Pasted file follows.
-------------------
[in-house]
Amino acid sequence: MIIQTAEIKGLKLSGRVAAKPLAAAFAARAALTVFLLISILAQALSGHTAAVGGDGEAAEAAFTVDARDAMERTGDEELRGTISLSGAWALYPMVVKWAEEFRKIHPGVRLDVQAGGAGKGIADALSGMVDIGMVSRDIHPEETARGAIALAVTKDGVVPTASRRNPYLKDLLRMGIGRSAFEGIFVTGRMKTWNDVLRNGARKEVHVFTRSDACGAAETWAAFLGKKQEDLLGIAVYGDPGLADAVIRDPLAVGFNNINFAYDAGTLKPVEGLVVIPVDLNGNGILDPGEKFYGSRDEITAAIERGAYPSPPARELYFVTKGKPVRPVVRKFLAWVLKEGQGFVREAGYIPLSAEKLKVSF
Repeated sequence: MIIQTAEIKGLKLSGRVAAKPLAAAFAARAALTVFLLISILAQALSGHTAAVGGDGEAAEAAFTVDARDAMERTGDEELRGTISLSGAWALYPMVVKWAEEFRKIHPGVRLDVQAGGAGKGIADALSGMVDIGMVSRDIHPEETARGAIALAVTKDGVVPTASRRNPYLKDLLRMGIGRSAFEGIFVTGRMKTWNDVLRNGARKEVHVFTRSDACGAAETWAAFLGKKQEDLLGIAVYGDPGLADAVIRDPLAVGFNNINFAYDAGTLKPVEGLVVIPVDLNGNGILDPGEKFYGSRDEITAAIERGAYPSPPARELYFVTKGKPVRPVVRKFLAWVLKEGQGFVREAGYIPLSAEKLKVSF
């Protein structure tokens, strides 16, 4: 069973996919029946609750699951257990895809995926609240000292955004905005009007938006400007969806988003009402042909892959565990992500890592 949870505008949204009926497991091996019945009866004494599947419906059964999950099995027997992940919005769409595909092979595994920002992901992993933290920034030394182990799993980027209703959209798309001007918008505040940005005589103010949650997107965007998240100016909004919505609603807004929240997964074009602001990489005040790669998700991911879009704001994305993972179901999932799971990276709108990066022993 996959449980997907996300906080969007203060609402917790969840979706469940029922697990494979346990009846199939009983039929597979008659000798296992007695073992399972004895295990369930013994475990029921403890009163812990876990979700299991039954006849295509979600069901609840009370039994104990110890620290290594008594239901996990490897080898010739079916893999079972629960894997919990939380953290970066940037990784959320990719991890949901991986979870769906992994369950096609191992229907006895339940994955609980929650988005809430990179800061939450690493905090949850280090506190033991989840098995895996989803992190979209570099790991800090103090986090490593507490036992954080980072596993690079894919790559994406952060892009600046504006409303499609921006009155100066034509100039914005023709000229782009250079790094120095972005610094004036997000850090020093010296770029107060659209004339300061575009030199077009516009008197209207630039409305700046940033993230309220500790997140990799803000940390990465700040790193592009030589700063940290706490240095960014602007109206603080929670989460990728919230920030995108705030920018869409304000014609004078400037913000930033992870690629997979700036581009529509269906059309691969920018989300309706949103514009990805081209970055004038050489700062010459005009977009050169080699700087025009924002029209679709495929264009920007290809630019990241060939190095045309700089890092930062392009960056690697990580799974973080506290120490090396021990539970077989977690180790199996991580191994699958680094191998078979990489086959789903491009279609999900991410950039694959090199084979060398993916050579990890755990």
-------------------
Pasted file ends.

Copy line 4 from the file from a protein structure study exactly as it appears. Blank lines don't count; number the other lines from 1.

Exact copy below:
């Protein structure tokens, strides 16, 4: 069973996919029946609750699951257990895809995926609240000292955004905005009007938006400007969806988003009402042909892959565990992500890592 949870505008949204009926497991091996019945009866004494599947419906059964999950099995027997992940919005769409595909092979595994920002992901992993933290920034030394182990799993980027209703959209798309001007918008505040940005005589103010949650997107965007998240100016909004919505609603807004929240997964074009602001990489005040790669998700991911879009704001994305993972179901999932799971990276709108990066022993 996959449980997907996300906080969007203060609402917790969840979706469940029922697990494979346990009846199939009983039929597979008659000798296992007695073992399972004895295990369930013994475990029921403890009163812990876990979700299991039954006849295509979600069901609840009370039994104990110890620290290594008594239901996990490897080898010739079916893999079972629960894997919990939380953290970066940037990784959320990719991890949901991986979870769906992994369950096609191992229907006895339940994955609980929650988005809430990179800061939450690493905090949850280090506190033991989840098995895996989803992190979209570099790991800090103090986090490593507490036992954080980072596993690079894919790559994406952060892009600046504006409303499609921006009155100066034509100039914005023709000229782009250079790094120095972005610094004036997000850090020093010296770029107060659209004339300061575009030199077009516009008197209207630039409305700046940033993230309220500790997140990799803000940390990465700040790193592009030589700063940290706490240095960014602007109206603080929670989460990728919230920030995108705030920018869409304000014609004078400037913000930033992870690629997979700036581009529509269906059309691969920018989300309706949103514009990805081209970055004038050489700062010459005009977009050169080699700087025009924002029209679709495929264009920007290809630019990241060939190095045309700089890092930062392009960056690697990580799974973080506290120490090396021990539970077989977690180790199996991580191994699958680094191998078979990489086959789903491009279609999900991410950039694959090199084979060398993916050579990890755990």